Voila! Each student has one document that will contain every lab report rubric we do all year. This makes it easier for students to look back at previous lab reports and see where they made mistakes or needed more depth. It will hopefully also easily document their their growth over time.

Once I've copied a lab report rubric to the student's spreadsheet, I revert my copy of the rubric back to its original state so it's ready for me to start on the next lab report.

6- Rewrites. When a student turns in a less-than-stellar lab report, they're required to do a rewrite. A nice (and new) feature of Google Drive is the Activity Pane, which shows all the changes that are being made to documents in a specific Google Drive folder. As students work on their rewrites, I can check the activity pane for the folder with the students' shared folders and quickly see who has been updating their documents (and who hasn't).

Activity view in GDrive

Wrap Up

This is the first year I've used such a system, and it's definitely a work in progress. So far I've been quite happy with how the process has worked, and being able to create one document that contains the rubric for every lab report we do all year is a major plus.

Again, if you have any comments, questions, or suggestions for improvement, let me know. I'd definitely be open for suggestions that make the process even more streamlined.

The best fun is hard fun.

Dr. Seymour Papert is one of my favorite educational thinkers. It's like he's in my head taking barely formulated thoughts and ideas and turns them into detailed, well articulated arguments that I might have never been able to get to on my own.

If you're not subscribed to Gary Stager's "Daily Papert," you should be. Little bits of Dr. Papert's work everyday, delivered directly to my Reeder. The May 25, 2011 edition contains this gem:

The third big idea is hard fun. We learn best and we work best if we enjoy what we are doing. But fun and enjoying doesn’t mean “easy.” The best fun is hard fun. Our sports heroes work very hard at getting better at their sports. The most successful carpenter enjoys doing carpentry. The successful businessman enjoys working hard at making deals.

The Marshmallow Challenge

In high school I'd spend hours in the back yard trying to perfect my curving corner kicks1, not because it was easy, but because it was something I enjoyed. More recently I've found myself drawn to other learning experiences that I undertake2 because I find them interesting- but often they take a lot of effort because when I start I don't know anything about them.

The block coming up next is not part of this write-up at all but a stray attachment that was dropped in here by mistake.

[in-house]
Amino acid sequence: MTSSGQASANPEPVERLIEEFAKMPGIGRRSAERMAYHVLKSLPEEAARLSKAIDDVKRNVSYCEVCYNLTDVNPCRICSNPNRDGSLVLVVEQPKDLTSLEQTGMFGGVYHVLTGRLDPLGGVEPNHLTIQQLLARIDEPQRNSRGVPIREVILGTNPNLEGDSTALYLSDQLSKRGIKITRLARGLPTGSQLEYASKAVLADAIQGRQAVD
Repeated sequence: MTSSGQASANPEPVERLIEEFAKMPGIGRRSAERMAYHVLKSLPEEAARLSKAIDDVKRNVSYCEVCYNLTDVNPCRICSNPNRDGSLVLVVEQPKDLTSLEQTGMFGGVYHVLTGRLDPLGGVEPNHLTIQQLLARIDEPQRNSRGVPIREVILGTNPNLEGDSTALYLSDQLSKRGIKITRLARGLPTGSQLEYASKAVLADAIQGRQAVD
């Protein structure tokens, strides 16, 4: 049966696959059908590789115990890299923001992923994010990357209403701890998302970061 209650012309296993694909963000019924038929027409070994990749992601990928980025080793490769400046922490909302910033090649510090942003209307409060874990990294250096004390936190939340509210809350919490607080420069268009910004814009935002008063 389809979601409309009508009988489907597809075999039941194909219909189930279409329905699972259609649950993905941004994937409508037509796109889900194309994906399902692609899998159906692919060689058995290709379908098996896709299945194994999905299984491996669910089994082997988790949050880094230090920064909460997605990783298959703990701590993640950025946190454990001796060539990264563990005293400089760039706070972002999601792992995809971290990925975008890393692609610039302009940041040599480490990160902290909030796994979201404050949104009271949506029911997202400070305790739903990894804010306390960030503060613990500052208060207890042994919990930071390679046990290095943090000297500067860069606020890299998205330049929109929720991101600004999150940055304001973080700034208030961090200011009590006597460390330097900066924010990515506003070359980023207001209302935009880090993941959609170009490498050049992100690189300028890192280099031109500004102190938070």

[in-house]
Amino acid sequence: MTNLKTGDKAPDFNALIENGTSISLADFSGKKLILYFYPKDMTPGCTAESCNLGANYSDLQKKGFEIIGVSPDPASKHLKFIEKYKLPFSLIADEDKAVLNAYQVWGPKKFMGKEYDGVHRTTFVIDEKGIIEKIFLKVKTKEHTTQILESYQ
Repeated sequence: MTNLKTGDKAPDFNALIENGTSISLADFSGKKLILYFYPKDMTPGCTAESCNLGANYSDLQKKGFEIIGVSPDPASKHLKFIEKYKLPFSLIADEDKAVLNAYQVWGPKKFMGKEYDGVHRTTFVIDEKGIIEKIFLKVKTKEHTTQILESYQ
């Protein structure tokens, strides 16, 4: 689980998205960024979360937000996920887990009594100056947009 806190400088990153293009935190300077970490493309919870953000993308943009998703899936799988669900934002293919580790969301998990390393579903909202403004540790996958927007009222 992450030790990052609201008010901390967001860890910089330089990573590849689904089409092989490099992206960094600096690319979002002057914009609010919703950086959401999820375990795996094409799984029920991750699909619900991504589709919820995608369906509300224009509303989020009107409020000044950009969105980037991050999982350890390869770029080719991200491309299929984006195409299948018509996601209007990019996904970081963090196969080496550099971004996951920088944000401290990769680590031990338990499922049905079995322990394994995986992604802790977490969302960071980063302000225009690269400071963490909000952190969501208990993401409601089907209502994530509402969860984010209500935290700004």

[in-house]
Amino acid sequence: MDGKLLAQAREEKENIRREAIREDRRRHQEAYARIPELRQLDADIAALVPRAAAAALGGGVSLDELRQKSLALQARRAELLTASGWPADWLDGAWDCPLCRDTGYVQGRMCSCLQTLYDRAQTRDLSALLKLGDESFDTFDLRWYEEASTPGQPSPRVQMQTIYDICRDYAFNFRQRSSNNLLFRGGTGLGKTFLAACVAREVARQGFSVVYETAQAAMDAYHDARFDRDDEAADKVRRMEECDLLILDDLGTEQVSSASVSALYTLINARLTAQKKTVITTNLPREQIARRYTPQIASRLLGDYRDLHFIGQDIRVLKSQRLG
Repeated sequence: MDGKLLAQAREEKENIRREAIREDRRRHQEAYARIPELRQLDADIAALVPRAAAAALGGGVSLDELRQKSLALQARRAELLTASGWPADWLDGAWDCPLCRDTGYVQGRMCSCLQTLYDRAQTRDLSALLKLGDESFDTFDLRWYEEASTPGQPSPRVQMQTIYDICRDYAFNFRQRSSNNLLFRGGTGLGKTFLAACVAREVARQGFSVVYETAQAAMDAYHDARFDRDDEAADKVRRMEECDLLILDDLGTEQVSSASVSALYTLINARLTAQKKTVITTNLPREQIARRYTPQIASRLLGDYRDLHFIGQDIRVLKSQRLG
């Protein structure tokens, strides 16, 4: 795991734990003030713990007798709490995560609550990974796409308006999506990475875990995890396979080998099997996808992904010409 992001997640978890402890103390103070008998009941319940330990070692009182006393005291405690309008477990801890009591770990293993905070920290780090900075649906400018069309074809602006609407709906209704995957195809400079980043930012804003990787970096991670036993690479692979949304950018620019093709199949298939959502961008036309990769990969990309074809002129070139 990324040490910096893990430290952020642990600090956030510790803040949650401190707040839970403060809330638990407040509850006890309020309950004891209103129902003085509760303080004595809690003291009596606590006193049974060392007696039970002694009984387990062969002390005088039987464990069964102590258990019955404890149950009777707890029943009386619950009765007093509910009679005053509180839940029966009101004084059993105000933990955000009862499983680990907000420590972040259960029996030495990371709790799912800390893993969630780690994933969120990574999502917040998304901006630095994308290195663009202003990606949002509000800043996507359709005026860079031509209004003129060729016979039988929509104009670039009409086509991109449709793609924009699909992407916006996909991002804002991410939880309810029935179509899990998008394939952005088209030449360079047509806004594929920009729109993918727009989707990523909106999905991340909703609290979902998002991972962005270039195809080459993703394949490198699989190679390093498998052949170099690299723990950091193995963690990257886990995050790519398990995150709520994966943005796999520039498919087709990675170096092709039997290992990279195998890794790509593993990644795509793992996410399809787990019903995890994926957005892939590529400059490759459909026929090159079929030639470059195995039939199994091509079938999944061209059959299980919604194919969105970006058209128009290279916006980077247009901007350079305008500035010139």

The traditional school curriculum more often than not misses this hard fun. Not because there's something inherent about what we learn in school that prevents it from being hard fun, but because designing hard fun learning experiences requires a bit more flexibility, a lot more student control, and a heckuva lot less "feeding" students the one right way.

I recently ran The Marshmallow Challenge with all my classes. For 18 minutes almost every student- and especially those students who will try to sleep through every class all day- were dedicated to building the tallest structure they could using spaghetti, string, tape, and a marshmallow. Half of the groups had a structure that was unable to hold a marshmallow off the ground- and most of these groups immediately wanted to spend the rest of class redesigning their structure and making it better. It was hard, but it was fun.

I've been greatly enjoying the work many educators have been doing recently towards providing students with hard fun in their classes. Notably:

  • Shawn Cornally's Inquiry Style™
    • He continually throws interesting situations at students and lets them take over. I love it. Take these investigations into oscillations, for instance. Killer.

 

 

  • Dan Meyer's new meme: #anyqs
    • I've been focusing on turning content into a narrative story whenever possible this year. Dan Meyer has been taking this to the next level in math, noting that, "good storytelling is a first cousin to good math instruction." I'd argue this is true for most any subject. Here's an excellent little series on sharpening pencils.

While I worry about the increasingly standardized nature of instruction in this country, I'm happy there are so many educators out there taking instruction to the next level and sharing with the rest of us.

Perhaps the best hard fun is designing hard fun for others. 🙂

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  1. FYI: This was pre-"Bend it like Beckham"     (back)
  2. i.e. brewing beer, landscaping, fixing broken appliances myself.     (back)